FISHERBut isn't there inherent in this notion of making the airport the centerpiece of the city, isn't that adopting a downside of the way American cities developed which is sprawl. Is there a way to have the density and pedestrian-orientation of the cities that we admire in this airport orientation?
FALLOWSWell, at least in principle, that should be easier to do that if you're having an airport-centric thing than a strip-mall highway-centric thing. Indeed, a lot of the planners in Asia are saying if you have these remote Western areas of China or other countries in that region and your choices are building a great big freeway network across thousands of miles of now undestroyed terrain to get there versus putting an airport there.
FALLOWSYou can fly people to that airport, have no on-the-ground infrastructure and then build a settlement around that, that in principle could be less sprawl than the car-based model.
KASARDAAnd that's correct if I might add again, Marc, that our research here at the Kenan Institute where we've looked at the development around the 25 largest airports in the United States, we're seeing that for the first time, as you move out in concentric circles from the CBD or around the airport in a similar one mile, two mile, five mile that for the first time in the last 50 years, we are beginning to see re-concentration around the airports versus the traditional dispersion outward of sprawl movements.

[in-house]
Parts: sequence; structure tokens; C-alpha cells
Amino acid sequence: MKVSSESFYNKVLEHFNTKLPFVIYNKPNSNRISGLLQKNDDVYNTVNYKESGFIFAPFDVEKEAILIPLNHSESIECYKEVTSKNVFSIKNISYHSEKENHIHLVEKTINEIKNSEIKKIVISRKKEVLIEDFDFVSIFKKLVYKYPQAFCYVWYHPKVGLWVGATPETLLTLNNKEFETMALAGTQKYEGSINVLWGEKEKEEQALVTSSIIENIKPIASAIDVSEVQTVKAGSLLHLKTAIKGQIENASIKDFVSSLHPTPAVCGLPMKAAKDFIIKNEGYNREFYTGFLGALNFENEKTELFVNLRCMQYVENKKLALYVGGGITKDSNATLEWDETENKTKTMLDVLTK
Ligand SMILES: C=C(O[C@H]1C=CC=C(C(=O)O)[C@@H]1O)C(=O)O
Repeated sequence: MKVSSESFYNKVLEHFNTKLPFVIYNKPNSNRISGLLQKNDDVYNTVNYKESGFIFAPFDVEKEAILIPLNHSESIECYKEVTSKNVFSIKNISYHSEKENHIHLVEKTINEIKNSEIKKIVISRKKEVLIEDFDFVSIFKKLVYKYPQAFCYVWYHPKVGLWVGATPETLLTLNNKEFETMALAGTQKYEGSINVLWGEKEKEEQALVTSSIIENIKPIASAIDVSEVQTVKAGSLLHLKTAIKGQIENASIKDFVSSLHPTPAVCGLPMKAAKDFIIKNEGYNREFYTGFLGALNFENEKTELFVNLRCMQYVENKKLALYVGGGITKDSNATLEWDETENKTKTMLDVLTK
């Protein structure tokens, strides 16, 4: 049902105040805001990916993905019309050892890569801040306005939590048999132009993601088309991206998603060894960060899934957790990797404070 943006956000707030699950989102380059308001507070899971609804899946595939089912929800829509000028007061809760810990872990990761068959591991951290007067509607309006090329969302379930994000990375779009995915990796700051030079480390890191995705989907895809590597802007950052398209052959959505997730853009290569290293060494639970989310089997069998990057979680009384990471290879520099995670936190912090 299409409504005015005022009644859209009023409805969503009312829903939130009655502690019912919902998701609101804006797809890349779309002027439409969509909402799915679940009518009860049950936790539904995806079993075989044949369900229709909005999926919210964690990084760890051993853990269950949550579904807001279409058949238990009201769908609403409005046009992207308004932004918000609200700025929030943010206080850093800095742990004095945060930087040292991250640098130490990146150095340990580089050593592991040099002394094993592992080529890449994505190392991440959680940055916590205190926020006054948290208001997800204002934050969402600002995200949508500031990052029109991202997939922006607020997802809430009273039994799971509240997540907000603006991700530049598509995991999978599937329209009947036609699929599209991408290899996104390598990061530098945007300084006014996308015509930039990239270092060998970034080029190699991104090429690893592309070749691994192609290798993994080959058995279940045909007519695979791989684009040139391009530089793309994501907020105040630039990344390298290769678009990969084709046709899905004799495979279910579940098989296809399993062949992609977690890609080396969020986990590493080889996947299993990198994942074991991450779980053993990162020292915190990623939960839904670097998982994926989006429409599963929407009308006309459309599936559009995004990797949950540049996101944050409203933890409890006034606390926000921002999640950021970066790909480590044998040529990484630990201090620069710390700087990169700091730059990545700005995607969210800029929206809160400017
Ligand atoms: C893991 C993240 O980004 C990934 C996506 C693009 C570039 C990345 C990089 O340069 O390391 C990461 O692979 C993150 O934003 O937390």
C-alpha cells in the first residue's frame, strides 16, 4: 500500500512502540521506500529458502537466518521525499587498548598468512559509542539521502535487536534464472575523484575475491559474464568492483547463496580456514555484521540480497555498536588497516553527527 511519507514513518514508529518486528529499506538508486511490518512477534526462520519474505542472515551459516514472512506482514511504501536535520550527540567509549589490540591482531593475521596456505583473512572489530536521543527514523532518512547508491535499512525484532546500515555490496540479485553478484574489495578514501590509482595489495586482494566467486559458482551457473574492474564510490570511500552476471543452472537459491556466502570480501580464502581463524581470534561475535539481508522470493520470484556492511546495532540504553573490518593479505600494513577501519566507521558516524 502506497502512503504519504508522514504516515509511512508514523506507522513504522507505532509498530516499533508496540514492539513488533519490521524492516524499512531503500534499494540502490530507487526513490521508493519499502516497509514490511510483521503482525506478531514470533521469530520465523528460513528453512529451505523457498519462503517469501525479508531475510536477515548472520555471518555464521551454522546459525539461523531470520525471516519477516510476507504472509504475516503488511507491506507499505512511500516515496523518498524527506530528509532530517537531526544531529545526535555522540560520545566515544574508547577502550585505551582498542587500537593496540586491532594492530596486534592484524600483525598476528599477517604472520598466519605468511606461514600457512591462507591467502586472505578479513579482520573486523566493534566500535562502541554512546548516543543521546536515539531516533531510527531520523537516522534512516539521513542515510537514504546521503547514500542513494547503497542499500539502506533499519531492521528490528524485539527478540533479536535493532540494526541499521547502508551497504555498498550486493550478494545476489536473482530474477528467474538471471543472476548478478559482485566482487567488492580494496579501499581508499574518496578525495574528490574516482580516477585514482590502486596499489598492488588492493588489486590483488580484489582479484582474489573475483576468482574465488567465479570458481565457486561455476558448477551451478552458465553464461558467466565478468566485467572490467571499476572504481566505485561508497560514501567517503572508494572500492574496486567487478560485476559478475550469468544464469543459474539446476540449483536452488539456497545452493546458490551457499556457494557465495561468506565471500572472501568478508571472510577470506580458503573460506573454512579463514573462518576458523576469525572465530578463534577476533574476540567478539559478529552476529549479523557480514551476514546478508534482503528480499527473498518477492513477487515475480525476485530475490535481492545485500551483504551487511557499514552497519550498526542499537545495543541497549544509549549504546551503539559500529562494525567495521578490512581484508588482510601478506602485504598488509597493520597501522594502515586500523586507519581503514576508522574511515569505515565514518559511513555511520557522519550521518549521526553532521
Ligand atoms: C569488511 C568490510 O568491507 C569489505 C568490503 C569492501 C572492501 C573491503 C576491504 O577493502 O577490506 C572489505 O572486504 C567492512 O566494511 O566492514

KASARDASo the airports themselves are the first sign in the peripheral areas of some real densification.
FISHERAnd is there -- air travel in this country at least has sort of hit some limits in that airlines are having to roll backwards, at least not expand their schedules because of crowded air lanes, because of security concerns, time backups at the airports. All of these factors seem to put some significant limits on air travel in our country. Are other countries just not yet at anywhere near that density of flights or what?
FALLOWSYes, and I think it's worth recognizing what the actual limit in the U.S. air travel is which essentially is runway space in about two dozen airports, the main airports that are heavily travelled. As you mentioned earlier, I'm an avid and active pilot and I fly all around the place and really the only place you ever see any kind of congestion at all in the sky is on the approach lanes to SFO or LaGuardia or Dulles or whatever.
FALLOWSAnd so the U.S., in principle, has a way to get around this because we have about 5,000 airports spread, you know, most of them small, but large enough to take some kind of jet travel so in principle, the U.S. could have more point by point travel. Most other nations are much less equipped in that way and this, again, is a goal that some of the rest of them are shooting towards so really the limit in air travel apart from the environmental one with emissions which is a whole separate topic essentially spaced at those big hub airports.